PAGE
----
This book…wow… I read, no, flew through Matt Killeen‘s WWII thriller in two days, I couldn’t put it down. Orphan Monster Spy is just so…good! And terrible…and engaging, and cringe-inducing. It’s so nuanced and complex, if you’re a lover of historical fiction that has some dark overtones, this is possibly the perfect book for you.
(You can also listen/watch my vlog here.)
The book starts out with a bang, kind of literally–Sarah wakes up from a car-crash, her mentally ill and alcoholic mother dead in the driver seat beside her, gunshot wound to the head. Sarah starts running. Eventually, she meets a mysterious man–a spy?!–who convinces her that the way to save Germany is to infiltrate an “elite” Nazi girls school. Sarah has mixed feelings: she feels German, but because of her mother, Germany sees her as nothing more than part of the Jewish problem. But Sarah has nothing left, no family, nothing to lose, so she agrees and thus begins a thrilling, emotional adventure.
There are some parts of this book that are simply devastating–the child abuse that Sarah and her Nazi-peers endure at school (she often refers to it as an asylum run by psychos), the evil scientist who’s evil for reasons beyond just trying to build an atomic bomb, the former SA officer who is haunted by his guilt and therefore is super creepy and weird with Sarah…
But then, there are parts that are hopeful, funny even–little Mouse, Sarah’s one true, and possibly first ever friend; the horses who try to save Sarah’s life (and her lies). And of course, there’s Sarah’s relationship with the mysterious man; their witty banter and any scene with the two of them and espresso made me laugh.
This is an excellent thriller that integrates history, fear, espionage, and hope all into one engaging story. While there are certainly aspects of the book that may be shocking or difficult for some readers, it’s a view of WWII that we don’t always see. As Killeen points out in his author’s note–y’all know I love a good author/historical note–juvenile espionage was huge. We just don’t always hear about it. Something else that I found fascinating was the Nazi façade of excellence that Killeen broke down. So many works of fiction and documentary alike claim that the Nazis were meticulous and orderly. But OMS shows a different side, and it was an unexpectedly pleasant surprise. Killeen didn’t go in-depth about where he looked to for research, but it’s clear that a lot of time and thought went into developing Sarah’s world.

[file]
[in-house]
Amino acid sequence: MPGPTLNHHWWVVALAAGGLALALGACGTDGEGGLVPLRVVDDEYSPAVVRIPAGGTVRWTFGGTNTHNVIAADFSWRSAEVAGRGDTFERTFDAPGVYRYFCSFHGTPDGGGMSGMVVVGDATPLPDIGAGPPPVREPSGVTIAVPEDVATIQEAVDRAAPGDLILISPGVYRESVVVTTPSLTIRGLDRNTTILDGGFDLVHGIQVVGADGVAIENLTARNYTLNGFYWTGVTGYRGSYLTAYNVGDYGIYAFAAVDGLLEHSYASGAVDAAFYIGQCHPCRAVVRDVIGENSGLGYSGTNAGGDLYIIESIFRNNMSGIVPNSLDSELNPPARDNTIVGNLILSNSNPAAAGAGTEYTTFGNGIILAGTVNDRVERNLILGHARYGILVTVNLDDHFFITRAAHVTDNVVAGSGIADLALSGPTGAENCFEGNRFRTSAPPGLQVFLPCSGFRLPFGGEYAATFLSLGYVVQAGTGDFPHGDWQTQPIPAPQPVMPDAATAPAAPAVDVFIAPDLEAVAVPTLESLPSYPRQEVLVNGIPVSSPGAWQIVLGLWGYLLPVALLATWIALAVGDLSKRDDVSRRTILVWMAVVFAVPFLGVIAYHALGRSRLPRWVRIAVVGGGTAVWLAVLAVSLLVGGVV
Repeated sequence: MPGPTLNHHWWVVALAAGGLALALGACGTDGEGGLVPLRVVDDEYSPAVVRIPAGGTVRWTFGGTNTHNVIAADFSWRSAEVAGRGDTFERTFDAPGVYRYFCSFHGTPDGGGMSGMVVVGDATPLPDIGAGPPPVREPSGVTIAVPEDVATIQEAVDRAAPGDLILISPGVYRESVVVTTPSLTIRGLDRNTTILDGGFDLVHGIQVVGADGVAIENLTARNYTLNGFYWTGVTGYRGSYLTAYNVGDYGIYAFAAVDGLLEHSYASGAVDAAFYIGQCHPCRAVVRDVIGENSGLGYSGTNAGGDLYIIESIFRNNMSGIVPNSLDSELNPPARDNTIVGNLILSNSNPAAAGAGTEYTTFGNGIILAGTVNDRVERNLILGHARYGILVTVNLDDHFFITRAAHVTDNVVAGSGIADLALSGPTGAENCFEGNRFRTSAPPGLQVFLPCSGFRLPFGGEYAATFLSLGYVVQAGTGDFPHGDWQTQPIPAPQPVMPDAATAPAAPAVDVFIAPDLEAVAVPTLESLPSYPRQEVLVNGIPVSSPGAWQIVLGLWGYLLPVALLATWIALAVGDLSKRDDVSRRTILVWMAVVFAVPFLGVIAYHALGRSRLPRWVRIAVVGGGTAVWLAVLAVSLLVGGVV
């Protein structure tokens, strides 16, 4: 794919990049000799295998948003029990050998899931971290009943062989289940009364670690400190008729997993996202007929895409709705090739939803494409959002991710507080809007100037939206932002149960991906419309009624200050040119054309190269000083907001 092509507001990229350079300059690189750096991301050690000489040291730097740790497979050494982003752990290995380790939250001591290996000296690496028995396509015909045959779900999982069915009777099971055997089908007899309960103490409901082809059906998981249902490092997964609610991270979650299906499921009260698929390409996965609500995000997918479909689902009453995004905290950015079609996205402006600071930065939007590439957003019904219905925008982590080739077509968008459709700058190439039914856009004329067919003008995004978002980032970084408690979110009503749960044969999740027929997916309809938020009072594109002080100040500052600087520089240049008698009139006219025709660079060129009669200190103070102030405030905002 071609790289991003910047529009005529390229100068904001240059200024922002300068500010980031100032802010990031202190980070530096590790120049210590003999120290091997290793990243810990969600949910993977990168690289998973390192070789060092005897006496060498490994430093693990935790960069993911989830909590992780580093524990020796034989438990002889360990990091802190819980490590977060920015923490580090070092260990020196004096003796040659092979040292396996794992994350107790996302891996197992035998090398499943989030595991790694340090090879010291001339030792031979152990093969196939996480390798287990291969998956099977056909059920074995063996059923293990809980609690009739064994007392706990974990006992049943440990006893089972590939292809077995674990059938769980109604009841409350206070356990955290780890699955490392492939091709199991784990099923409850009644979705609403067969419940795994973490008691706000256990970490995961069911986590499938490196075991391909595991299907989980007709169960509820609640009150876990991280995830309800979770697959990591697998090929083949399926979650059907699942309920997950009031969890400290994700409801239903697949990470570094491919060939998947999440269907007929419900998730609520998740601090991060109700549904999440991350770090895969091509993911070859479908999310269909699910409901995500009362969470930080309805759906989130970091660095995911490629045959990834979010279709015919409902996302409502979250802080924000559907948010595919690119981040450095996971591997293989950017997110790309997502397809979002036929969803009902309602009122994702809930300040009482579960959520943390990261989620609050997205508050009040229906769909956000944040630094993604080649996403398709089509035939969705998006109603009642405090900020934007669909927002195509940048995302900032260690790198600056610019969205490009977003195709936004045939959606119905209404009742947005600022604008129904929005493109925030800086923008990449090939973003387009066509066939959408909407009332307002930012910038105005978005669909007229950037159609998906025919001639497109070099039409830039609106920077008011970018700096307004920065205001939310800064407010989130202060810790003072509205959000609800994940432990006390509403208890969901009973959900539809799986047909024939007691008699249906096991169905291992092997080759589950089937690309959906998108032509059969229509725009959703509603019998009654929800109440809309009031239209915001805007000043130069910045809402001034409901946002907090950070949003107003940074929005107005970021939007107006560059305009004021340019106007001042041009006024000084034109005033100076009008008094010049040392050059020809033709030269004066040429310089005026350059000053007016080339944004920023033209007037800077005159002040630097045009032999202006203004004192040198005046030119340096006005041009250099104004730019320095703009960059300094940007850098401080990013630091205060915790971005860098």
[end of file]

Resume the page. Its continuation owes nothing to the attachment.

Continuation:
The pacing was excellent, the characters were well developed, and I loved seeing into Sarah’s psyche. While she definitely has some baggage she needs to work through, I thought her “conversations” with her mother (or herself?) as she worked through problems was a unique touch. She’s just such an interesting character that she was what kept me up late reading. I wanted to know more, I needed to know what she was going to do next! I also enjoyed–even if I didn’t literally understand–the smattering of German throughout the book. It gave the story a sense of authenticity.
Another delightful surprise was seeing Dr. Lise Meitner! If y’all remember, I reviewed Hannah’s War, which was, more or less, a fictionalized account of a Meitner-like character. (I was also lucky enough to have the opportunity to chat with the author, Jan Eliasberg) To see, albeit briefly, this doctor, without whom we wouldn’t have developed nuclear physics, was so cool. Again, the addition of this character gave a sense of authenticity (and urgency) to Sarah’s story, and I was 100% here for it.
So, if you like WWI, espionage, historical fiction, thrillers, this is a book you’ll probably really enjoy. If, however, mental health, child abuse, WWII are particularly triggering, it might be a difficult read.
Ooh, and, if you do read the book and love Sarah as much as I did, there’s a sequel that’s just been released too!
That’s all I’ve got for now! Next week I’ll be reviewing A Sea Change by Will Barnett.